- Murdoch employees had FA staff under ‘near non-stop’ illegal surveillance, according to FA insiders
- High-ranking sports officials, England managers and a raft of clerical staff were routinely targeted at football’s ruling body.
- Mirror Group Newspapers even hacked the husbands and wives of victims to pick-up soccer gossip.
- Hacking and the interception of emails continued long after criminality came to light.
- Information obtained illegally was plastered on the front and back pages of tabloid papers
- FA hierarchy were convinced that leaks were coming from inside the organisation sparking several internal investigations.
- The Sun and the News of the World threatened to expose private information.
THE FOOTBALL ASSOCIATION was illegally rinsed of private information as Murdoch newspapers embarked on a secret operation to infiltrate football’s governing body.
The Sun and the News of the World hacked phones and intercepted emails on an industrial scale, according to ex-FA officials who have spoken to Byline Investigates.
Editors plastered the product of their unlawful surveillance over the front and back pages of their newspapers.
The Wapping titles weren’t alone, as rival mastheads – including the Daily Mirror, the Sunday Mirror and The People – followed suit, leaving the FA so exposed that they were powerless to prevent the tabloids from draining their organisation of information.
The voicemails of FA chairmen, CEOs, England managers, media, commercial and clerical staff were listened to.
Amongst those repeatedly hacked were at least THREE former Chief Executives including Adam Crozier, Mark Palios, and Brian Barwick.
Others targets included ex-FA chairman Geoff Thompson, former Executive Director David Davies, and Trevor Brooking, the FA’s current Director of Football Development
The itemised phone bills of Ex-England managers Glenn Hoddle, Kevin Keegan, Sven Goran Eriksson and Fabio Capello were obtained by private investigators.
But the net spread to FA board members, media staff and clerical workers including secretaries to key personnel.
The News of the World – which blew the lid on the infamous affairs of secretary Faria Alam, with both her boss Mark Palios and then England coach Sven Goran Eriksson – uncovered the initial details of these stories following extensive phone hacking.
It forced the resignation of both Palios and Communications Director Colin Gibson, who tried to trade information about Eriksson’s affair with Alam in a failed bid to protect Palios.
One former FA executive told Byline Investigates: “Like any big organisation, their were bound to be leaks from time-to-time, but this was on an unprecedented level, leading to claims that people inside the organisation were selling information to the newspapers.
“It led to paranoia and widespread distrust, which undermined the FA, and left certain people exposed because the papers had illegally obtained information that compromised certain individuals.”
Murdoch’s tabloid titles were particularly adept at exploiting the illegally obtained information to maximum effect, according to well-placed sources.
Our reporters have learned of cases in which reporters tried to ‘wash’ hacked voicemails, by persuading compromised FA officials to legitimately confirm stories and provide on-the-record quotes.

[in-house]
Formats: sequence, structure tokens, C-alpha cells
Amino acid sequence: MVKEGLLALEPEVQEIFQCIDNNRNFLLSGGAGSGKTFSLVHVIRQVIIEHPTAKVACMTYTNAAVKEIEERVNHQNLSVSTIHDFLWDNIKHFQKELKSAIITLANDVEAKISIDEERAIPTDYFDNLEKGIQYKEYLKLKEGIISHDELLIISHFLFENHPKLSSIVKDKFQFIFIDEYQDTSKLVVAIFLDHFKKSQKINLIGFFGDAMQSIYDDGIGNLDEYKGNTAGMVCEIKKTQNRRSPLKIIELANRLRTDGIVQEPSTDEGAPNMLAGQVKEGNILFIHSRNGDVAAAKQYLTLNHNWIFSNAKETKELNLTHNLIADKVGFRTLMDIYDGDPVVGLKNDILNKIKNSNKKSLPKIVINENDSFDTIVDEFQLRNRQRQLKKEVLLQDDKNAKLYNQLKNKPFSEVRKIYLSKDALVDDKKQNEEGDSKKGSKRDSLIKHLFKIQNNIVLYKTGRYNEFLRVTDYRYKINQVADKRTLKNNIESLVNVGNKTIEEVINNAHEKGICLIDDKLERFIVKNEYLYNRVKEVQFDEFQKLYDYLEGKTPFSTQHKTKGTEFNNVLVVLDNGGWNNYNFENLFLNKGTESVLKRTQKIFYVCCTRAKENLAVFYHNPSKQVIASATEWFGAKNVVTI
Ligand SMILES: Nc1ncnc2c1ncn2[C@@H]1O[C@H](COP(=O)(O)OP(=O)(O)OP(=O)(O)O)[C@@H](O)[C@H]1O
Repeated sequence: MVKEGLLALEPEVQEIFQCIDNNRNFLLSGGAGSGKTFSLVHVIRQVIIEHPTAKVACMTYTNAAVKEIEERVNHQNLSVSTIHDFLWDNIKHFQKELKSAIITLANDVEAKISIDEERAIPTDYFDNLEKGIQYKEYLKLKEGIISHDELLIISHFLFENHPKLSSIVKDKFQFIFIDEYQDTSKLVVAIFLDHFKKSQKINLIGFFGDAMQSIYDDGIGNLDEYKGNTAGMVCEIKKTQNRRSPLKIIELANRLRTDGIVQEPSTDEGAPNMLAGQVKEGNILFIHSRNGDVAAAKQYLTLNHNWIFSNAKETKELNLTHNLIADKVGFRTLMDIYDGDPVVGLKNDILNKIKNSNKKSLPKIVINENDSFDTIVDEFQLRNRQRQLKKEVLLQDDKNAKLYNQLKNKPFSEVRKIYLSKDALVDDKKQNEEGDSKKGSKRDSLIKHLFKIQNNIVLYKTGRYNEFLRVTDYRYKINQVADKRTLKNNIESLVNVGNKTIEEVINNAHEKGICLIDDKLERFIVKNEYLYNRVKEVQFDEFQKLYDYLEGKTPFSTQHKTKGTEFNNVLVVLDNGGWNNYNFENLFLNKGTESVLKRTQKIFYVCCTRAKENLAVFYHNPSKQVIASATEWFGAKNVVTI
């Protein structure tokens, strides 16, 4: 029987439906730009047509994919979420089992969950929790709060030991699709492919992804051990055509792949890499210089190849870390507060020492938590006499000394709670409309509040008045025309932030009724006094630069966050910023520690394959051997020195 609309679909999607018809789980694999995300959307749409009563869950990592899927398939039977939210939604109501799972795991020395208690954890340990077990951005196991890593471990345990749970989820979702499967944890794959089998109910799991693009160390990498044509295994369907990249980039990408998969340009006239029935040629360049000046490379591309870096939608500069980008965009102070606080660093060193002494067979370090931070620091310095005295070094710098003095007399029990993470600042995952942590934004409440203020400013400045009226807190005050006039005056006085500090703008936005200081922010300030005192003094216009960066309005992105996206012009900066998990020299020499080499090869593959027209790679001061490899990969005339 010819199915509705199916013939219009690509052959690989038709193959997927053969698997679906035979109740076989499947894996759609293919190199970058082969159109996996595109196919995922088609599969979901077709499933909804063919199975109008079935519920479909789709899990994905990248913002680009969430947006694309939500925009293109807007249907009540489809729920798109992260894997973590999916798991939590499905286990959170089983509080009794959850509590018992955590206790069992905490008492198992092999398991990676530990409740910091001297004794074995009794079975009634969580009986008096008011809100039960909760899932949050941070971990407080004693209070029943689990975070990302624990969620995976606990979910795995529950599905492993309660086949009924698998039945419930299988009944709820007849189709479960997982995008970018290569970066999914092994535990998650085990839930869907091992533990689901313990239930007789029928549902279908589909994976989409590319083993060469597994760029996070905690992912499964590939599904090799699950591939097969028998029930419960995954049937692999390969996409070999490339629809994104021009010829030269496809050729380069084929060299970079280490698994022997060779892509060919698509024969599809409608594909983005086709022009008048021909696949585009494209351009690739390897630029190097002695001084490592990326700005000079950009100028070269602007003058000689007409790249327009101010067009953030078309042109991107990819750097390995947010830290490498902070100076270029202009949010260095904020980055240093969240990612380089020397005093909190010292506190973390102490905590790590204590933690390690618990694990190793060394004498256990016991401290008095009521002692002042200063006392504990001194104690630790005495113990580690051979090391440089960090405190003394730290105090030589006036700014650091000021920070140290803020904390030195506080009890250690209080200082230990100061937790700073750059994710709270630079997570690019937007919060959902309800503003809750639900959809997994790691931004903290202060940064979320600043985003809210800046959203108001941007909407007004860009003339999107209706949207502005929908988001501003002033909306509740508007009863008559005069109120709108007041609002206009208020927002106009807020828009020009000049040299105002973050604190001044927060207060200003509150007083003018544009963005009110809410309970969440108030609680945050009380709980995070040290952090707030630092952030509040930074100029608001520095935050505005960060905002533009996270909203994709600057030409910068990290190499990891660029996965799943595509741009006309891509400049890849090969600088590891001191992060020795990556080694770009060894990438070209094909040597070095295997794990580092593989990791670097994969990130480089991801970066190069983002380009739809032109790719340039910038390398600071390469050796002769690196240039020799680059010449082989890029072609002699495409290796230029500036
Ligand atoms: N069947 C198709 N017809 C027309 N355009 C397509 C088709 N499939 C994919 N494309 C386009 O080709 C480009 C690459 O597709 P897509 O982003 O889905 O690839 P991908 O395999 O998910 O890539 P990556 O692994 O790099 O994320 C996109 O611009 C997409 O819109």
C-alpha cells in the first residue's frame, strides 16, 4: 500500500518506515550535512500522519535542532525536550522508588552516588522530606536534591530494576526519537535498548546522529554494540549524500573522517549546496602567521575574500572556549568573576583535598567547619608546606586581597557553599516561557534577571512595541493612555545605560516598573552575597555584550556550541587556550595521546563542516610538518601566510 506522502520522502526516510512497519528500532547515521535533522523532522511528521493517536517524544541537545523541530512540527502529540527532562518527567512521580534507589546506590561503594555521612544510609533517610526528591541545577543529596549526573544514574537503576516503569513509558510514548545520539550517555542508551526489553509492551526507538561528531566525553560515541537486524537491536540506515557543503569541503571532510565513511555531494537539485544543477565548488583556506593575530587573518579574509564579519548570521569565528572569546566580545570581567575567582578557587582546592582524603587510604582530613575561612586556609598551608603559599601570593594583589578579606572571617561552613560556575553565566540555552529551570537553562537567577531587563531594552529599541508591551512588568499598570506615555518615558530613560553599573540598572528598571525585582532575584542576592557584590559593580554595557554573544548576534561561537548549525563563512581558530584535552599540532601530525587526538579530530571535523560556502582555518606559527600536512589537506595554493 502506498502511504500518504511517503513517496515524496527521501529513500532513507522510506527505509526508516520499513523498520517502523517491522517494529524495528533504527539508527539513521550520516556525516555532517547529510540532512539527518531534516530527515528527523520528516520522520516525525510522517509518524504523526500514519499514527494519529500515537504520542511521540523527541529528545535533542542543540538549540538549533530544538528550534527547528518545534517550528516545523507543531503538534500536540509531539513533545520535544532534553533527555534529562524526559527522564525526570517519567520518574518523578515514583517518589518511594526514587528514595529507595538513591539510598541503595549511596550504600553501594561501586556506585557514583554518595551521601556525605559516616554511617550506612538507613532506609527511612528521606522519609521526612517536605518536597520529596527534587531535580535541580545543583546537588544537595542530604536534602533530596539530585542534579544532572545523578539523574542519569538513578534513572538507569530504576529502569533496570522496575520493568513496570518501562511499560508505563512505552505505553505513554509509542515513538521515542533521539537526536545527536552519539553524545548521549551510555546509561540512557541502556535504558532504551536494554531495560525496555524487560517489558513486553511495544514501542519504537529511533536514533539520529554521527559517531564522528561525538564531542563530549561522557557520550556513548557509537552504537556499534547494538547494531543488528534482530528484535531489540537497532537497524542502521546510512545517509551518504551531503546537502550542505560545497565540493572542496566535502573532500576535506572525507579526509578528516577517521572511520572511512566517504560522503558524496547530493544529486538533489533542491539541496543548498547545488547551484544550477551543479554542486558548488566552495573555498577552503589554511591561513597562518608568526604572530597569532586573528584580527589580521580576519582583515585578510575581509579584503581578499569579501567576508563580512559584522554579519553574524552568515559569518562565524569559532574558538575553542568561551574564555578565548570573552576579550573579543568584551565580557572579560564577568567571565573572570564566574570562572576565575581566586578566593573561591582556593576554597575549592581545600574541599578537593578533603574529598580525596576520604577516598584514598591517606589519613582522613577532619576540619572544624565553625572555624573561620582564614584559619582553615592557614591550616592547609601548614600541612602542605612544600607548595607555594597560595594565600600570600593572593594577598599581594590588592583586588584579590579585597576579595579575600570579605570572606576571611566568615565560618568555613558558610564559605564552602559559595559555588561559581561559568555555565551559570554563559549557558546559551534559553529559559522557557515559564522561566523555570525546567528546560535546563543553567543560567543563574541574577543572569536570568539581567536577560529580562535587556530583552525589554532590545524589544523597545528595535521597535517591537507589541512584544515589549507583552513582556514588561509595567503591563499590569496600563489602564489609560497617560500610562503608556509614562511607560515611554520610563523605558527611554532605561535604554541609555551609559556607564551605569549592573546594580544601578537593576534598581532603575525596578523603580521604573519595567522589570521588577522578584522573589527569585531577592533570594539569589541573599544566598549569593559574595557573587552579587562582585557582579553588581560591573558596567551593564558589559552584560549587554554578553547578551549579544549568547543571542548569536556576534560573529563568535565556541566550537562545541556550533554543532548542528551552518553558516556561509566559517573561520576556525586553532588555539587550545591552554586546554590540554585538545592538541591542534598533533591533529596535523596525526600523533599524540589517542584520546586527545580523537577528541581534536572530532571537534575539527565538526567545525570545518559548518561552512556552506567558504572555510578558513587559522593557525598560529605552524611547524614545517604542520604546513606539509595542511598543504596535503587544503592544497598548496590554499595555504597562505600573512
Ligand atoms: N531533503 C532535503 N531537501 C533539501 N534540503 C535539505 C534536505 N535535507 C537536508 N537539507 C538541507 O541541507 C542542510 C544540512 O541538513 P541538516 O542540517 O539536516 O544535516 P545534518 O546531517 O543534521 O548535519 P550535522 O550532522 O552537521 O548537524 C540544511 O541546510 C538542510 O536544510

In other instances, the News of the World let it be known that they had damaging stories about their private lives.
A former FA executive told us: “There were certain individuals inside the organisation, and in position of power, who had a lot to lose if newspapers threatened to expose them.
“It was also common knowledge, that certain people had been approached by newspapers and told to assist them.”
A former reporter at the News of the World added: “The hacking of the FA was common knowledge. You don’t keep that a secret.
“They were targeting everyone, and the more they dug, the more dirt they found.
“You had key employees having affairs, England managers acting inappropriately and FA employees stabbing each other in the back.”
Former journalists at SunSport, contacted by Byline Investigates, refused to deny claims that the paper was paying someone inside the FA to divulge information about the organisation.
While there was evidence to suggest there were leaks, Murdoch’s people openly fuelled rumours of pay-off to football bosses as a smoke screen to divert attention away from the real source of their tip-offs, namely the dark arts.
The Mirror Group, with more limited resources than Murdoch’s operation, did appear to have someone at the FA on the payroll, and that information was used to target key individuals, who were then hacked.
Even when newspaper blagging was exposed in 2003, and phone hacking three years later, Murdoch’s tabloids continued to hack the FA.
Byline Investigates knows of at least four FA employees who were forced to change their phones repeatedly because of suspicious activity.
A few of the victims, such as Keegan, Alam, Eriksson, Hoddle and Davies have successfully gone on to sue News Group Newspapers in the High Court, or while others been given pay outs from the company’s secret Compensation Scheme.
However, the vast majority of those at the FA who fell victim to criminality, have refused to submit claims, even though they were advised to pursue the papers by the FA lawyers, and shown evidence by the Metropolitan Police.